Food from Greener Pastures

Canadian beef farmers and ranchers: Stewards of the land, for now and for the future

For most of us, Earth Day comes just once a year.  We recycle, turn lights out when leaving a room, use cold water to do our laundry all in the name of conservation.  But how many of us change the way we work in an effort to reduce our impact on the land?

For Canada’s 65,000 beef farming and ranching families, caring for the land is what they do 365 days a year.  They understand that sustaining the land and the waterways in their care is essential to their way of life.

Chris Knight, his family and his brother Carl of Clear Creek Farms of Highgate Ontario are just one example of a beef farming family who not only sustains their land, but seeks to improve it. As acknowledgement of their good works, this farming family is the 2017 recipient of the Ontario Environmental Stewardship Award (TESAward), sponsored by the RBC Royal Bank.

The Knights have demonstrated their commitment to the environment by focusing on water and soil health, managing grasslands, and protecting wildlife habitat.

Much of the Knights environmental management begins with rotational grazing — a continual movement of cattle on their farm allows their pastures to recover. This time-intensive approach allows the plants such as clover, trefoil and alfalfa to reach the flowering stage, which provides a food source for wild bees and other pollinators, and nesting areas for grassland birds. Rotational grazing also increases the soil organic matter, which is important for the sandy soils that lie beneath.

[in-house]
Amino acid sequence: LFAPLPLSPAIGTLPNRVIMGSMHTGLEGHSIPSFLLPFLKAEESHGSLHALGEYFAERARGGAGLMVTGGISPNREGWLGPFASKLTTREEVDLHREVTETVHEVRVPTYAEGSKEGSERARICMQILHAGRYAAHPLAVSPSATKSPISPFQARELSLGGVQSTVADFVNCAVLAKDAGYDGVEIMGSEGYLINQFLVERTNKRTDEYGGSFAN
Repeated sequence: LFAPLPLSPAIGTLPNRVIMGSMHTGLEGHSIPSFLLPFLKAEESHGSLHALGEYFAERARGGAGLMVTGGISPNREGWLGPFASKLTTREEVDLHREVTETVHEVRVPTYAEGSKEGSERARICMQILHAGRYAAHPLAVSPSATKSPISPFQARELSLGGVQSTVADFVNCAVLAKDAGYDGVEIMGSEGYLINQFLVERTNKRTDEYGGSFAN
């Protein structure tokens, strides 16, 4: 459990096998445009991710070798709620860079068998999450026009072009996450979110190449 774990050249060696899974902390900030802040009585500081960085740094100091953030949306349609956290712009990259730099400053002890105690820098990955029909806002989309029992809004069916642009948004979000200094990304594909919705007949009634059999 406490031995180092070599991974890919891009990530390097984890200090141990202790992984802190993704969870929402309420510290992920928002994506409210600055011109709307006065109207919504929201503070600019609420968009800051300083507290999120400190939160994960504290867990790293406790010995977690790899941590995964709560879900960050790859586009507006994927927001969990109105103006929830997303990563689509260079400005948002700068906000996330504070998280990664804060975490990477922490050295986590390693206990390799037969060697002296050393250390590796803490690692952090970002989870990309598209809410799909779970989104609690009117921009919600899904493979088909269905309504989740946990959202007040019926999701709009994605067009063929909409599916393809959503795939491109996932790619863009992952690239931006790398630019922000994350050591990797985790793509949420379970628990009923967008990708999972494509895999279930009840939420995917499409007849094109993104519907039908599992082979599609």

Over the years, Clear Creek Farms has been successful implementing several environmental protection projects through collaboration with organizations such as the Ontario Soil and Crop Improvement Association, Lower Thames Valley Conservation Authority, and Ducks Unlimited. Wetlands are protected by planting trees, creating a fenced buffer strip on creek banks to control erosion and the planting of tall prairie grasses to improve soil health.

“Landowners like the Knights, who are willing to take part in conservation and stewardship projects on their land, are a community asset and create a better environment for us all,” explains Greg Van Every, Environmental Project Coordinator with the Lower Thames Valley Conservation Authority.

Just click to hear their story.

TESAward recognizes the outstanding environmental stewardship of an Ontario cattle farmer.  Special consideration is given to farmers who have taken innovative approaches towards furthering their farm environmental sustainability.

The Knight family has been nominated for consideration of the 2017 national Canadian Cattlemen’s Association award program: TESA.

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